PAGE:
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in schools, because one of the things, you look at saw the africa, south africa's rates in schools is comparable to the numbers in europe now, but there's a big problem with quality of education. the government needs to focus more as we get more kids into secondary education, need to focus on education, on skill development, on science technology and innovation. >> let me ask you this. if there aren't these reforms and a push into education that you talk about. what is the future for these young people? could their frustration translate into political unrest? >> yes, certainly. if crick ken countries don't invest in the youth now, in the sort of reforms and education, but not only education, also economic reforms that will make sure that this big youth forever
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force has jobs, then there's a very, very high potential that you can have unrest. a lot of the countries have very, very big youthful populations because birth rates declined very, very rapidly in these regions. because they did not invest in jobs or make those strategic adjustments in education, reforming the cercla to focus on student development and so on, then we have that problem. in many south african countries, the prognosis for the future is not very, very bright unless many of our governments and development partners focus on new development, not just doing cosmetic interceptions aimed at giving handout to say youth, which is what is happening in many countries now. >> thank you very much indeed for that, good to get your thoughts. speaking live from nairobi. >> coming up on the program:
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>> good morning, vietnam. >> remembering a master of comic timing, actor robin williams has died at the age of 63. >> more details of the man elected at president of the italian football despite allegations of racism. stay with us. vé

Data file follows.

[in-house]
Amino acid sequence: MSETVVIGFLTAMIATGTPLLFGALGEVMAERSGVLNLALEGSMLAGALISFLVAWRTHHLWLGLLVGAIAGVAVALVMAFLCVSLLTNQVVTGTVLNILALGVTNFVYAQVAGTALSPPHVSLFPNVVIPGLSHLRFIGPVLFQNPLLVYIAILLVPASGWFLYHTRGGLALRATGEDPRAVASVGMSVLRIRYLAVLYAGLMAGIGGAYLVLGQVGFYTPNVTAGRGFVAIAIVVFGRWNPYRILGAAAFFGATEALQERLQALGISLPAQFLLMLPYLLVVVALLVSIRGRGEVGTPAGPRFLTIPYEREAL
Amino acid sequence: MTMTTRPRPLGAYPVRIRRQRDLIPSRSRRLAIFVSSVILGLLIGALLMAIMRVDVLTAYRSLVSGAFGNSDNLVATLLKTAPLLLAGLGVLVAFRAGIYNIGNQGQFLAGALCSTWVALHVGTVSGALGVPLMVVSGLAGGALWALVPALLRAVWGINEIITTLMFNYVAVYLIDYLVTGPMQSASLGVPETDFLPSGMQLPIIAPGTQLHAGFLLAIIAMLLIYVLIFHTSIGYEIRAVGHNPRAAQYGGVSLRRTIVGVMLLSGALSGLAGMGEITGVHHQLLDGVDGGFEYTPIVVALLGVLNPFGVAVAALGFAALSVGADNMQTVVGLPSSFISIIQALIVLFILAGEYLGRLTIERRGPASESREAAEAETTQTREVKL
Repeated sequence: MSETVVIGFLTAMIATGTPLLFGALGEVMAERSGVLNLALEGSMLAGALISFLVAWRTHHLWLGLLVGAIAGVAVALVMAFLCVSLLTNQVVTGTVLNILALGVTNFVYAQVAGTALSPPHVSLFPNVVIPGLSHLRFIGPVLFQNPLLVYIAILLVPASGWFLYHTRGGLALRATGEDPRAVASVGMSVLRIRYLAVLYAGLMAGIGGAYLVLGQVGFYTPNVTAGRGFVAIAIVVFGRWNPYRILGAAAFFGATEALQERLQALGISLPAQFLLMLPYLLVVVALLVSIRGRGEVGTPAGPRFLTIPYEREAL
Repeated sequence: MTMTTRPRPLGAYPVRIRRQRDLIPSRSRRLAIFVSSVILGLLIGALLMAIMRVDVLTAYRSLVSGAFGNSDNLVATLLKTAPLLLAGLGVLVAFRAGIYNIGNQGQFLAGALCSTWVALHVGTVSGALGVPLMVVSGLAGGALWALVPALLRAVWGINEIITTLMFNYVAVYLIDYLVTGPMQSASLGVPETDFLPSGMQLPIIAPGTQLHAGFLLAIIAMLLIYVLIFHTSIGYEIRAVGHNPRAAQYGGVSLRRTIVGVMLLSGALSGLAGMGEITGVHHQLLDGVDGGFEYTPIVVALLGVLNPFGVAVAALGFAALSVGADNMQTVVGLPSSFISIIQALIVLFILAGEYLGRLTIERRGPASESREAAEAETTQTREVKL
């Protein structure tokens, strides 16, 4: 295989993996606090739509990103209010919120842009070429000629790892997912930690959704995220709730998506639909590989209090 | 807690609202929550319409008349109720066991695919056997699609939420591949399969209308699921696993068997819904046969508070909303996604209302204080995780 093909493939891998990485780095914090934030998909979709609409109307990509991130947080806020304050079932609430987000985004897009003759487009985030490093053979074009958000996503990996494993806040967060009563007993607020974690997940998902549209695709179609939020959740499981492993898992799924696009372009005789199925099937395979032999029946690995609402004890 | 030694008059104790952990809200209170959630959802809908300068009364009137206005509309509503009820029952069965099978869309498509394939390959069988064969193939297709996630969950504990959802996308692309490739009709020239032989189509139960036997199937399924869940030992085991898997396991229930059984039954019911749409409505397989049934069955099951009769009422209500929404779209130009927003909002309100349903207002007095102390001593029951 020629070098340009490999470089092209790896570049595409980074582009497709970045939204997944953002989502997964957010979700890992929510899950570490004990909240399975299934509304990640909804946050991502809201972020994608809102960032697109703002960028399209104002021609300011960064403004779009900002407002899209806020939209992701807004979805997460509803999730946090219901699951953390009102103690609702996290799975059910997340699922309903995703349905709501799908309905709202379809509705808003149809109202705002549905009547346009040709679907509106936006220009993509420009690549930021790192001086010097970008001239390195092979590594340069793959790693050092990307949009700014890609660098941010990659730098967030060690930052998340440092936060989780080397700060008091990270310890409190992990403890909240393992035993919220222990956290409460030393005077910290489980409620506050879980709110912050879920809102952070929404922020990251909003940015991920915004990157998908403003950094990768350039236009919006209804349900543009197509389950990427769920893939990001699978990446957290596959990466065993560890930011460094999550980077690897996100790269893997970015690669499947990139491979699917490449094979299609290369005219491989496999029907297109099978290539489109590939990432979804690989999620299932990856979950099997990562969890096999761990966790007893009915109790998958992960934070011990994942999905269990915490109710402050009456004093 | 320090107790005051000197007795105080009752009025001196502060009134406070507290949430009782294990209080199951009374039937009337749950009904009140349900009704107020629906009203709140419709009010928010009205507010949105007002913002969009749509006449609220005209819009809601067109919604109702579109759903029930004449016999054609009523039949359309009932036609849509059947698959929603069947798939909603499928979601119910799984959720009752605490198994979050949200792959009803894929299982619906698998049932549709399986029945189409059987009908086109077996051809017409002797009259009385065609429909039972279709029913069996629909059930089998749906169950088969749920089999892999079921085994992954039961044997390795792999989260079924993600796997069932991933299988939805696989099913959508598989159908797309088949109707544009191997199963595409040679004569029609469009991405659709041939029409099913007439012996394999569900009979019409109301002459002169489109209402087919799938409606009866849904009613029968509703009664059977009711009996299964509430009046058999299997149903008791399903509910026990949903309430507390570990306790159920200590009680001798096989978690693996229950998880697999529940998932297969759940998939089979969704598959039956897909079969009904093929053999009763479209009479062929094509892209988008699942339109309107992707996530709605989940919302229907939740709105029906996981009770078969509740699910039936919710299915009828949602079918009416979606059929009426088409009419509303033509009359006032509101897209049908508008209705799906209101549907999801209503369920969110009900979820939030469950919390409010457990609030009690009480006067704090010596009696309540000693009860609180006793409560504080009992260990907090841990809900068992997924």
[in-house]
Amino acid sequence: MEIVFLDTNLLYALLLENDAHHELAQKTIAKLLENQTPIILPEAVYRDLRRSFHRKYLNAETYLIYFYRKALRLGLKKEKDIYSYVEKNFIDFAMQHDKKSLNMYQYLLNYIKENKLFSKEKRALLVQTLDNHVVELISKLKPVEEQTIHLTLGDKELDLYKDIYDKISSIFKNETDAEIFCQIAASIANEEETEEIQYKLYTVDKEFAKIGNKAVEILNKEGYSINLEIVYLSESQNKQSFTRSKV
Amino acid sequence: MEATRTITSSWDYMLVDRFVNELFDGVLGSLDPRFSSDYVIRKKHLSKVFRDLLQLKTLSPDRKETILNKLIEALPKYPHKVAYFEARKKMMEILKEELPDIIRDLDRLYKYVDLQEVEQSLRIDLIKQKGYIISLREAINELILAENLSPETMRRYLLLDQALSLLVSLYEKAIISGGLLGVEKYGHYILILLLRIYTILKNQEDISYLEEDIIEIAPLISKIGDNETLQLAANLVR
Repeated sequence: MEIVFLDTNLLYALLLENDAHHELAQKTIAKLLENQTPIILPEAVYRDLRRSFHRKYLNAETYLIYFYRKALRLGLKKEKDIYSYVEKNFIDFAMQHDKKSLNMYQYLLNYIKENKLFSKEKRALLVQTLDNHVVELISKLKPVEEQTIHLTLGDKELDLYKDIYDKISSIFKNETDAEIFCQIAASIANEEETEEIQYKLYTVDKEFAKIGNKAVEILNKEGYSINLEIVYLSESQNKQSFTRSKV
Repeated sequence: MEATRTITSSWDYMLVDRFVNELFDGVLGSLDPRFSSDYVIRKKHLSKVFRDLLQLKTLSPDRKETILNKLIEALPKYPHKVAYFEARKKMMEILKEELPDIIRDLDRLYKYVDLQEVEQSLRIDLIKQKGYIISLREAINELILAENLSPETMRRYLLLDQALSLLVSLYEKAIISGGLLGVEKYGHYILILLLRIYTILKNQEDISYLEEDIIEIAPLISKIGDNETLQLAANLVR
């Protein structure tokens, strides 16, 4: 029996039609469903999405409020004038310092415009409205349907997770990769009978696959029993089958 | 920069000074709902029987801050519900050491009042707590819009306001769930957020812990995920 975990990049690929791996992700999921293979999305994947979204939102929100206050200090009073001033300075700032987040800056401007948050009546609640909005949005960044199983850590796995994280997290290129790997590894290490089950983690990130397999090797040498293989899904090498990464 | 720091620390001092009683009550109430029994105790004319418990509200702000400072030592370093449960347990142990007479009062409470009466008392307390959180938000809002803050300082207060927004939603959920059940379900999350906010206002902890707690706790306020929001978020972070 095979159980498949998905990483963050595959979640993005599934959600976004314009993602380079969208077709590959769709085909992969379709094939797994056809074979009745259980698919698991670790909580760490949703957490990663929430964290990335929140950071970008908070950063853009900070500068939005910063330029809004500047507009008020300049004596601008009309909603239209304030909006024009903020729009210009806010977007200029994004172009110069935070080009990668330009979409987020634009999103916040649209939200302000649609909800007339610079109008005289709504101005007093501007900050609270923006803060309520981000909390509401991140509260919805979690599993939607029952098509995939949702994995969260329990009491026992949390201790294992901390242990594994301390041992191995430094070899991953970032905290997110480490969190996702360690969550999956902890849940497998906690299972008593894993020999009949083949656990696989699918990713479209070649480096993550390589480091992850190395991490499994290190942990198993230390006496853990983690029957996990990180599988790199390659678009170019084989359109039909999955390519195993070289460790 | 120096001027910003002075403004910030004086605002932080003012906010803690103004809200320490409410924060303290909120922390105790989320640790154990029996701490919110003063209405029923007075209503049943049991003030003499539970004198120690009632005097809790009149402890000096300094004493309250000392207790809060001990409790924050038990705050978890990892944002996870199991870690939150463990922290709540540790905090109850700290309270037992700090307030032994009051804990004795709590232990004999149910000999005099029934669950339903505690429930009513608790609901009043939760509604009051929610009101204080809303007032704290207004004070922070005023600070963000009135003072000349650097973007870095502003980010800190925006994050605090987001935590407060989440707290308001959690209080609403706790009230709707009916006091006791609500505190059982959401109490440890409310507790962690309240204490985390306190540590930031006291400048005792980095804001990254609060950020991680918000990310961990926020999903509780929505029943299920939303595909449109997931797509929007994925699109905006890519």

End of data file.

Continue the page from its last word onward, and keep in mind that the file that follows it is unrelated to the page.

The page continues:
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america mobile app, available for your apple and android mobile device. download it now >> welcome back. let's get to sport now. >> thank you very much. the traditional curtain raiser to the european football season
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will be held in the welsh city later this tuesday. championship winners real madrid will be there in the silver cup. rodriguez will make his debut. they paid $8 million to sign from from monaco. while playing on hole welsh soil, he hopes this trophy will be the first for real madrid this season. >> i'm looking to the season ahead, feel in great shape. for me, i don't really the pressure of being back home. it's all a big match to be won. it's another game and i have to put 100% in to perform my best. >> real madrid's best team. we'll have to contend with
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rinaldo expected to be fit despite a knee injure which has lingered since the world cup. >> the best player in the word, of course, and he doesn't need two months of preseason to come to give his very best. as the greatest player, i'm very comfortable with him. we have our collective tools. real madrid has very strong players. >> he was at the heart of a racism row after describing players as banana eaters. a 71-year-old won a majority of the vote and has been the overall favorite. he has apologized for the race related comments where he also
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suggested that athletes should introduce stricter requirement for non-e.u. footballers. >> from what has happened in the last few weeks i learned many lessons i will certainly act on. in an age words are considered more important than thoughts and appearance more important than being, i will try to work on myself, a way of being. it is a bit rough and devoid of glamour as someone has rightly defined me. >> in latin america, on wednesday, the second leg of the final. south america's top club competition, argentina reached a final of the recent world cup in brazil. it's domestic gain and the countries economics are riddled with problems. we have more. >> argentina has many economic problems, sliding into